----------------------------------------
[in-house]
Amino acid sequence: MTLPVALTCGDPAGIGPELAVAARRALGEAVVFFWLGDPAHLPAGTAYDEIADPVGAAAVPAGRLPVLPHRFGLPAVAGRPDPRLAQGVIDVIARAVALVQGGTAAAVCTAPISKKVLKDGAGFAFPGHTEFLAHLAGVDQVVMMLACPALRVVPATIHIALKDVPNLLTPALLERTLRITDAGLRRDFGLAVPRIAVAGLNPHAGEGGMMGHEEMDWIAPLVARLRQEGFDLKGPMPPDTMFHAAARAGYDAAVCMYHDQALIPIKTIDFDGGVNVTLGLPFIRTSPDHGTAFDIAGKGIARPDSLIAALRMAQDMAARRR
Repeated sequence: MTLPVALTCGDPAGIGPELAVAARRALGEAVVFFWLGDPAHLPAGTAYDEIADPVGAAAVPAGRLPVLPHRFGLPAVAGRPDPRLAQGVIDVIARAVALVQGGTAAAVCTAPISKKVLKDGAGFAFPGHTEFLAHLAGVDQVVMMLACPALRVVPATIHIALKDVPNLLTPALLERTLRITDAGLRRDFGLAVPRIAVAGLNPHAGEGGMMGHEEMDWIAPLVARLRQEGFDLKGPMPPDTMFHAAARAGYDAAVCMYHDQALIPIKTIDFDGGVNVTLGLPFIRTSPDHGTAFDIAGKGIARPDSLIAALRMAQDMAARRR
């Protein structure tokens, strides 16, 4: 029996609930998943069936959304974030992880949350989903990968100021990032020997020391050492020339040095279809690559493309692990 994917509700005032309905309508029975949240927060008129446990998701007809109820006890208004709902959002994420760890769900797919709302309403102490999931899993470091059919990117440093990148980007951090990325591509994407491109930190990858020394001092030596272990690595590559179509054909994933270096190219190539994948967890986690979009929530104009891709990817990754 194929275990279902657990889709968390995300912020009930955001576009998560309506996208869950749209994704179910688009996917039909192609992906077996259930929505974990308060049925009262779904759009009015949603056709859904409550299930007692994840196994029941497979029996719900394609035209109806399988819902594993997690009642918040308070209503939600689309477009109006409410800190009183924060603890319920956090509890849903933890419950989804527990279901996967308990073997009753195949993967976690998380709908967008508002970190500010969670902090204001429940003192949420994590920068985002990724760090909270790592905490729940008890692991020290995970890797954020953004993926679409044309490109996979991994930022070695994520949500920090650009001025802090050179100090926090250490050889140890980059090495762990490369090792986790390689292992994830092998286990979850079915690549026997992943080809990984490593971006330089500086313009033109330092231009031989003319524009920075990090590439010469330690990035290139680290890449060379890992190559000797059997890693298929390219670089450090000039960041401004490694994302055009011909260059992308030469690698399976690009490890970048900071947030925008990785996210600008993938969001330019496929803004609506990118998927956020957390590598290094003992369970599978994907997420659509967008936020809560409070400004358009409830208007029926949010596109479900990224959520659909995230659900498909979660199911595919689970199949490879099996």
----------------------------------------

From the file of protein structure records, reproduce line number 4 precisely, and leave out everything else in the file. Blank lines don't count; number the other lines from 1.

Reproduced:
């Protein structure tokens, strides 16, 4: 029996609930998943069936959304974030992880949350989903990968100021990032020997020391050492020339040095279809690559493309692990 994917509700005032309905309508029975949240927060008129446990998701007809109820006890208004709902959002994420760890769900797919709302309403102490999931899993470091059919990117440093990148980007951090990325591509994407491109930190990858020394001092030596272990690595590559179509054909994933270096190219190539994948967890986690979009929530104009891709990817990754 194929275990279902657990889709968390995300912020009930955001576009998560309506996208869950749209994704179910688009996917039909192609992906077996259930929505974990308060049925009262779904759009009015949603056709859904409550299930007692994840196994029941497979029996719900394609035209109806399988819902594993997690009642918040308070209503939600689309477009109006409410800190009183924060603890319920956090509890849903933890419950989804527990279901996967308990073997009753195949993967976690998380709908967008508002970190500010969670902090204001429940003192949420994590920068985002990724760090909270790592905490729940008890692991020290995970890797954020953004993926679409044309490109996979991994930022070695994520949500920090650009001025802090050179100090926090250490050889140890980059090495762990490369090792986790390689292992994830092998286990979850079915690549026997992943080809990984490593971006330089500086313009033109330092231009031989003319524009920075990090590439010469330690990035290139680290890449060379890992190559000797059997890693298929390219670089450090000039960041401004490694994302055009011909260059992308030469690698399976690009490890970048900071947030925008990785996210600008993938969001330019496929803004609506990118998927956020957390590598290094003992369970599978994907997420659509967008936020809560409070400004358009409830208007029926949010596109479900990224959520659909995230659900498909979660199911595919689970199949490879099996």